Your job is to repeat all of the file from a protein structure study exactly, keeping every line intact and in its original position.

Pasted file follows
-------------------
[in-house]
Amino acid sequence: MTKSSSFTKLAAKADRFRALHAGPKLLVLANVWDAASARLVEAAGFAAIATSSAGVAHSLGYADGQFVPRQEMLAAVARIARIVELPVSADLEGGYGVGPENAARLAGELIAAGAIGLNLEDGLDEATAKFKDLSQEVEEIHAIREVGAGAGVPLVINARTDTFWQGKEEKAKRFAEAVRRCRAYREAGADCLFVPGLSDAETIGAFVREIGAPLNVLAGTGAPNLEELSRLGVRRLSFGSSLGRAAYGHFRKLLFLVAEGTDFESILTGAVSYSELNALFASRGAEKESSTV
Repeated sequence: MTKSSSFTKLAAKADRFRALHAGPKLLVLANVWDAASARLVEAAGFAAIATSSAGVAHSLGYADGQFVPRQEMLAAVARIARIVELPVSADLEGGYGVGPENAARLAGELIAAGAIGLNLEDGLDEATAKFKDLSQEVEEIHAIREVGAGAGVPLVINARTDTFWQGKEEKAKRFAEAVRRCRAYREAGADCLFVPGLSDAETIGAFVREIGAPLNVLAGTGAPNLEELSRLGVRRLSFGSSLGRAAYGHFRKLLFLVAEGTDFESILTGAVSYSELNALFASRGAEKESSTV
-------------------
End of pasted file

[in-house]
Amino acid sequence: MTKSSSFTKLAAKADRFRALHAGPKLLVLANVWDAASARLVEAAGFAAIATSSAGVAHSLGYADGQFVPRQEMLAAVARIARIVELPVSADLEGGYGVGPENAARLAGELIAAGAIGLNLEDGLDEATAKFKDLSQEVEEIHAIREVGAGAGVPLVINARTDTFWQGKEEKAKRFAEAVRRCRAYREAGADCLFVPGLSDAETIGAFVREIGAPLNVLAGTGAPNLEELSRLGVRRLSFGSSLGRAAYGHFRKLLFLVAEGTDFESILTGAVSYSELNALFASRGAEKESSTV
Repeated sequence: MTKSSSFTKLAAKADRFRALHAGPKLLVLANVWDAASARLVEAAGFAAIATSSAGVAHSLGYADGQFVPRQEMLAAVARIARIVELPVSADLEGGYGVGPENAARLAGELIAAGAIGLNLEDGLDEATAKFKDLSQEVEEIHAIREVGAGAGVPLVINARTDTFWQGKEEKAKRFAEAVRRCRAYREAGADCLFVPGLSDAETIGAFVREIGAPLNVLAGTGAPNLEELSRLGVRRLSFGSSLGRAAYGHFRKLLFLVAEGTDFESILTGAVSYSELNALFASRGAEKESSTV